Guest Column | May 14, 2018

Preparation — Not Payment: How To Protect Your Healthcare Organization From A Ransomware Attack

By Brian Wells, Merlin International

Ransomware  Concerns Grow

Just this past month (in March), Geneva, N.Y.-based Finger Lakes Health lost computer access and most of its phone lines after a hacker hijacked its systems and demanded payment to unlock them. After going into what it called “downtime paper” mode for about a week, Finger Lakes paid the ransom, for an undisclosed amount. “We’ve become very accustomed to relying on digital-everything — and this type of breach sets us back 30, 40 or 50 years,” an employee remarked, in describing the incident’s immediate impact.

For at least two years now, a ransomware attack known as SamSam has collected nearly $850,000 from a wide range of victims, including healthcare organizations. One of them, Hancock Health in Greenfield, Ind., paid $50,000 in January after SamSam infected its system and changed the names of more than 1,400 files to “I’m sorry.”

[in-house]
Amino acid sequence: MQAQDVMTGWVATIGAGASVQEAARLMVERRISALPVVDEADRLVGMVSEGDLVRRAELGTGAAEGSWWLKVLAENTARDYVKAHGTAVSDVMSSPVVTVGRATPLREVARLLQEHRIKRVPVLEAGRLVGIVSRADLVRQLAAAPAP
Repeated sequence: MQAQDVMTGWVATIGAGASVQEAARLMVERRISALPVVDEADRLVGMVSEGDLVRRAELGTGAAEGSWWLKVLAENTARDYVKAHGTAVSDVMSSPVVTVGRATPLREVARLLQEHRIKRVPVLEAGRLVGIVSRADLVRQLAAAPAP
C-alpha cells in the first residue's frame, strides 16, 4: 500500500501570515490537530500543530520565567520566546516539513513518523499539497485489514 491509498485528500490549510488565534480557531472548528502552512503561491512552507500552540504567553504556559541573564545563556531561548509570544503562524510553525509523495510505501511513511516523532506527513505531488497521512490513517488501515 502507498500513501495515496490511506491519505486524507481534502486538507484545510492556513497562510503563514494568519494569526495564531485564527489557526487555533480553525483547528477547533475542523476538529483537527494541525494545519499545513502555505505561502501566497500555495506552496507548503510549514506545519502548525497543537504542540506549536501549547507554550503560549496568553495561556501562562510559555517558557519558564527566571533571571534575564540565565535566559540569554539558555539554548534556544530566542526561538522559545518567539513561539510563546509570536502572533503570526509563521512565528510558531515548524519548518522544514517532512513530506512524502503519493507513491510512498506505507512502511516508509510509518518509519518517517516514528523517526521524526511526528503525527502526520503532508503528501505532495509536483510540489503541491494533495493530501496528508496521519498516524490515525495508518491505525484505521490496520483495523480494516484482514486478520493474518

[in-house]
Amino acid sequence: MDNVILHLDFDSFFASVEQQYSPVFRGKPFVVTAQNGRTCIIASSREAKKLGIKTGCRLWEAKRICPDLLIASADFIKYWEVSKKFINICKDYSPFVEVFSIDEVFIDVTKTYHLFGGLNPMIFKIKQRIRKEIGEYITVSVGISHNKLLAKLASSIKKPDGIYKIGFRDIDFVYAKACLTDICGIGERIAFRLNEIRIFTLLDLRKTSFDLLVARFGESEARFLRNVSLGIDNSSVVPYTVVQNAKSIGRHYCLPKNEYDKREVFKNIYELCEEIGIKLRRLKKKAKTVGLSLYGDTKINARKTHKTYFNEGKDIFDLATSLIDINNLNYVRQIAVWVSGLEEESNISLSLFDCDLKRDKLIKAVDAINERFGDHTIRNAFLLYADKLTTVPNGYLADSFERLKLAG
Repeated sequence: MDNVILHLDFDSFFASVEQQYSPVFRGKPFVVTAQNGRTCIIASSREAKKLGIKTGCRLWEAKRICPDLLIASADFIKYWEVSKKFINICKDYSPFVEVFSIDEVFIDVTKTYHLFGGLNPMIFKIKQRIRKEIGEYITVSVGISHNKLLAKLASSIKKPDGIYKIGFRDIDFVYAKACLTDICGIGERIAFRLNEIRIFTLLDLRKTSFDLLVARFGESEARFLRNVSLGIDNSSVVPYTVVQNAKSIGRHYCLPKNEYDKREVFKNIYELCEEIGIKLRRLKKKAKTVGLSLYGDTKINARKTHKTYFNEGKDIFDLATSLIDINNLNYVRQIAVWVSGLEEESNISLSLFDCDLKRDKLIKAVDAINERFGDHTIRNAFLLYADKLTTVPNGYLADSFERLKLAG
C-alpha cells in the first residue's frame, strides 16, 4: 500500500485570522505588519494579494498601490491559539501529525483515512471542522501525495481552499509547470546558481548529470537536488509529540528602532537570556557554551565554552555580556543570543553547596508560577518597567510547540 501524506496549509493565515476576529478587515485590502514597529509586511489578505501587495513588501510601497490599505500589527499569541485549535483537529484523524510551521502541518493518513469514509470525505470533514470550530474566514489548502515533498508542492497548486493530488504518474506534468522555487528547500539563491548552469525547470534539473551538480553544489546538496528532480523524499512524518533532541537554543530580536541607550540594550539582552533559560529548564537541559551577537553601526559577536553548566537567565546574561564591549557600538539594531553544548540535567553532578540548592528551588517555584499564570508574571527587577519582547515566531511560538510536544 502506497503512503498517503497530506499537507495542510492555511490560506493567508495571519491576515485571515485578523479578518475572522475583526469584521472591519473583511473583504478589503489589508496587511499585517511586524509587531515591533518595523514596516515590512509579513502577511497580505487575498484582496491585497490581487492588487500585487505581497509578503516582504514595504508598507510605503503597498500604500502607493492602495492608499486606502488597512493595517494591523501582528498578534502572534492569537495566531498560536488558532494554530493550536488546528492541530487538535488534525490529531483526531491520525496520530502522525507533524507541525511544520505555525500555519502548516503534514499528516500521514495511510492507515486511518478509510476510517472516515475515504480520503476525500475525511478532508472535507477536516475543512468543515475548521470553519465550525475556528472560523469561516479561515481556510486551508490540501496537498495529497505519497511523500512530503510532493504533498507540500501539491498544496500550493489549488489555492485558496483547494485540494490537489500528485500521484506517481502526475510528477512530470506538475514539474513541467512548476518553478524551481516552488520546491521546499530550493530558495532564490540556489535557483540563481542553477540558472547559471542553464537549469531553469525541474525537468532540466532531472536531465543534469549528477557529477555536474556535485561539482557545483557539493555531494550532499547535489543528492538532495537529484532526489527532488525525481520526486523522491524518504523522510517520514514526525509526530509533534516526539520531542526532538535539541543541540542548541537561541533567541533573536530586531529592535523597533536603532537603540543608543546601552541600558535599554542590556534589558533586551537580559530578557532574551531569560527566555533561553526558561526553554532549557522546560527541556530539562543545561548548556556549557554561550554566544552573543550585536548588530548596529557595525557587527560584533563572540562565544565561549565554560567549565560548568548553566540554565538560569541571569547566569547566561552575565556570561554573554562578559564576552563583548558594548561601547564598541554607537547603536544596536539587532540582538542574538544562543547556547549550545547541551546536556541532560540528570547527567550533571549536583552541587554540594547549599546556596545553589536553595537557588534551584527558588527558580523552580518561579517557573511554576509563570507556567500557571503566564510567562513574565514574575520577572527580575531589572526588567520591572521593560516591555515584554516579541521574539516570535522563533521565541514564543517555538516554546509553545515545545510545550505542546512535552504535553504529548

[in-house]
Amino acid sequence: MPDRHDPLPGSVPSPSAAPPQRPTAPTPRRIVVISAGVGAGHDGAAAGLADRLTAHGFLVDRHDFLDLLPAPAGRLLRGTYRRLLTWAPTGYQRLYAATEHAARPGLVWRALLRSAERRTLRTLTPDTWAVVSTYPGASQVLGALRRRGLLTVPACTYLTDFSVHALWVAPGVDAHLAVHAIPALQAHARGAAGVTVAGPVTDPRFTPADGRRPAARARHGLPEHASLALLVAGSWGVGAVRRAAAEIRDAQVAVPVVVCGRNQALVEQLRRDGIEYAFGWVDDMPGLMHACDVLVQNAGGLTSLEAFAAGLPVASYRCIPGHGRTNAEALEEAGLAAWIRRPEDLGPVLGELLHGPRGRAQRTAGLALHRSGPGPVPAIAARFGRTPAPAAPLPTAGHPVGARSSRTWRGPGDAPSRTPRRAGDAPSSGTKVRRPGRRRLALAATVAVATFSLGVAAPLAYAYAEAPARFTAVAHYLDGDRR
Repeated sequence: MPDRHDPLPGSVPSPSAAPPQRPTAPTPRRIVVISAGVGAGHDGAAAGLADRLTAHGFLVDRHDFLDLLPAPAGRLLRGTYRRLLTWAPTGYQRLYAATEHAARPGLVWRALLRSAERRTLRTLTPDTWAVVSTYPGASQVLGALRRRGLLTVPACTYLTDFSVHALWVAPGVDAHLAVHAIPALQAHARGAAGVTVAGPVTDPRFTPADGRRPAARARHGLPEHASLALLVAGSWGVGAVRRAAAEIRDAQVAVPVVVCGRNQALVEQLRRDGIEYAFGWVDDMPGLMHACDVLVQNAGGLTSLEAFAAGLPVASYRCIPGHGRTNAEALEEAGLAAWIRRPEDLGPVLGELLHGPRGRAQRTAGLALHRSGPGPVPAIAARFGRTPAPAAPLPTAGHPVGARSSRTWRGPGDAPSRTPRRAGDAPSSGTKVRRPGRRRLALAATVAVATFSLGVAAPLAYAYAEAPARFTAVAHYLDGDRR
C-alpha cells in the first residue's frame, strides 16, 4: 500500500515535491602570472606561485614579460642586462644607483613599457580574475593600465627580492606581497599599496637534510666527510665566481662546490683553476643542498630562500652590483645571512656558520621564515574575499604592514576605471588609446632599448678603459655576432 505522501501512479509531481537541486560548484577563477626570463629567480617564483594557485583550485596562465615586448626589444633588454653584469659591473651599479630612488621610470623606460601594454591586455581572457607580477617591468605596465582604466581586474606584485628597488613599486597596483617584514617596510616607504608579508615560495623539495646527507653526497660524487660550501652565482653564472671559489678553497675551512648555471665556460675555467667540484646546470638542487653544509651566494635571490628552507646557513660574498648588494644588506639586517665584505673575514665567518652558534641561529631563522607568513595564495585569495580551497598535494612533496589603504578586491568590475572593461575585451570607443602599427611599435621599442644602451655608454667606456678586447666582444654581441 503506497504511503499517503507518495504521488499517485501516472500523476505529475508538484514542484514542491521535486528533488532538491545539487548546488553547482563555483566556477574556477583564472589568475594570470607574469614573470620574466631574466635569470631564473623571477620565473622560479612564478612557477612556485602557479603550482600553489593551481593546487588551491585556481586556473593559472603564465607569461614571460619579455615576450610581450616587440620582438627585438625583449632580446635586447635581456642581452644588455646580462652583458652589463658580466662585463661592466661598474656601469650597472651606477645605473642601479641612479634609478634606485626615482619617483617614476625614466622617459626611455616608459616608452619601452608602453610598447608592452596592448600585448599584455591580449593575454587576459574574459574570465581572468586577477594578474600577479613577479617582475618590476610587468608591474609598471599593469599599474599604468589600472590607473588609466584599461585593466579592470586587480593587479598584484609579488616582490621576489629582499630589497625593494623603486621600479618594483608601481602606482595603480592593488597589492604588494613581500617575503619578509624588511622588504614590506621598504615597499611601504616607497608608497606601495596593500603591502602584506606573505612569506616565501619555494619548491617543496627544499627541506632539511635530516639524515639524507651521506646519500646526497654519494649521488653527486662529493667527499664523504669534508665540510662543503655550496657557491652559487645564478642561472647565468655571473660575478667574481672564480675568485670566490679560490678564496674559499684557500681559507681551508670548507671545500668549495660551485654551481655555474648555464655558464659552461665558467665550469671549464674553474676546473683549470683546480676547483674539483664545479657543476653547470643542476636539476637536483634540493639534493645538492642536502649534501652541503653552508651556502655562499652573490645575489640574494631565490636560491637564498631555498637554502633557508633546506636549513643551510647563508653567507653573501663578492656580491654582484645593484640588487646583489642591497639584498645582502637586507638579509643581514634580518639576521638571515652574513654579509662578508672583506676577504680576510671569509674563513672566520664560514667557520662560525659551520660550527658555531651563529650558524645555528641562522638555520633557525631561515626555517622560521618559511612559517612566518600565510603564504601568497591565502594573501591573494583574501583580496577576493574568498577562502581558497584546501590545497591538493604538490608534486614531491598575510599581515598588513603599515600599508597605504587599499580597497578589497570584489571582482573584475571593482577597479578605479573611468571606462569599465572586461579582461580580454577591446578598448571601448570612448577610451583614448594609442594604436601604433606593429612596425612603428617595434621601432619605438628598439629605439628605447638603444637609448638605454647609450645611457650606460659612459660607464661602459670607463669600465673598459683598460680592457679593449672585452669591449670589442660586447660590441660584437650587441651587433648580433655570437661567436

In April of last year, Greenway Health, a Carrollton, Ga.-based electronic health records (EHRs) and practice management software vendor, discovered a ransomware-triggered breach that affected 400 enterprise clients deploying the company’s Intergy, an EHR/medical management cloud platform. The clients were forced to use pen and paper manual processes for patient-related needs until Greenway Health could restore the platform.

By now, it’s quite clear that healthcare organizations have emerged as a prime target of ransomware, as survey research from the Ponemon Institute reveals that 37 percent of these organizations have experienced the attacks. In addition, 29 percent indicate that they’ve encountered ransomware as a result of an advanced persistent threat (APT) or zero day threat, according to the survey report, The State of Cybersecurity in Healthcare Organizations in 2018.